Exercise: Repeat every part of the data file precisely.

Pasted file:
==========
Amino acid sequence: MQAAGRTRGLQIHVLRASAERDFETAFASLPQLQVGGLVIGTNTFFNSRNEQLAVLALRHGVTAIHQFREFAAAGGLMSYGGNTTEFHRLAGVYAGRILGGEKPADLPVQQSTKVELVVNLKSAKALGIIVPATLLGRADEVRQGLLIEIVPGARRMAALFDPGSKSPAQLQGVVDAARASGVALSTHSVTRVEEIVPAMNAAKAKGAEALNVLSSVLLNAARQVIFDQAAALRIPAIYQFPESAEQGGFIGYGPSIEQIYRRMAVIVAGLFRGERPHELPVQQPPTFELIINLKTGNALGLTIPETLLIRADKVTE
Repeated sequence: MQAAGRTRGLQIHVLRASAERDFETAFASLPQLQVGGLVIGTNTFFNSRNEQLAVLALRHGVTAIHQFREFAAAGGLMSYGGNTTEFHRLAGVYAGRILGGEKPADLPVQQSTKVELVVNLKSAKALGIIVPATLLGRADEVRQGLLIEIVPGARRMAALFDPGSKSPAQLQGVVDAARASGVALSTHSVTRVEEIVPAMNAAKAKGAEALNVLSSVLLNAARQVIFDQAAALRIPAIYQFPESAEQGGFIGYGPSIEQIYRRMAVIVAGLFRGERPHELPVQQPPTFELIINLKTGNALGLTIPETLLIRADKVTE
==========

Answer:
Amino acid sequence: MQAAGRTRGLQIHVLRASAERDFETAFASLPQLQVGGLVIGTNTFFNSRNEQLAVLALRHGVTAIHQFREFAAAGGLMSYGGNTTEFHRLAGVYAGRILGGEKPADLPVQQSTKVELVVNLKSAKALGIIVPATLLGRADEVRQGLLIEIVPGARRMAALFDPGSKSPAQLQGVVDAARASGVALSTHSVTRVEEIVPAMNAAKAKGAEALNVLSSVLLNAARQVIFDQAAALRIPAIYQFPESAEQGGFIGYGPSIEQIYRRMAVIVAGLFRGERPHELPVQQPPTFELIINLKTGNALGLTIPETLLIRADKVTE
Repeated sequence: MQAAGRTRGLQIHVLRASAERDFETAFASLPQLQVGGLVIGTNTFFNSRNEQLAVLALRHGVTAIHQFREFAAAGGLMSYGGNTTEFHRLAGVYAGRILGGEKPADLPVQQSTKVELVVNLKSAKALGIIVPATLLGRADEVRQGLLIEIVPGARRMAALFDPGSKSPAQLQGVVDAARASGVALSTHSVTRVEEIVPAMNAAKAKGAEALNVLSSVLLNAARQVIFDQAAALRIPAIYQFPESAEQGGFIGYGPSIEQIYRRMAVIVAGLFRGERPHELPVQQPPTFELIINLKTGNALGLTIPETLLIRADKVTE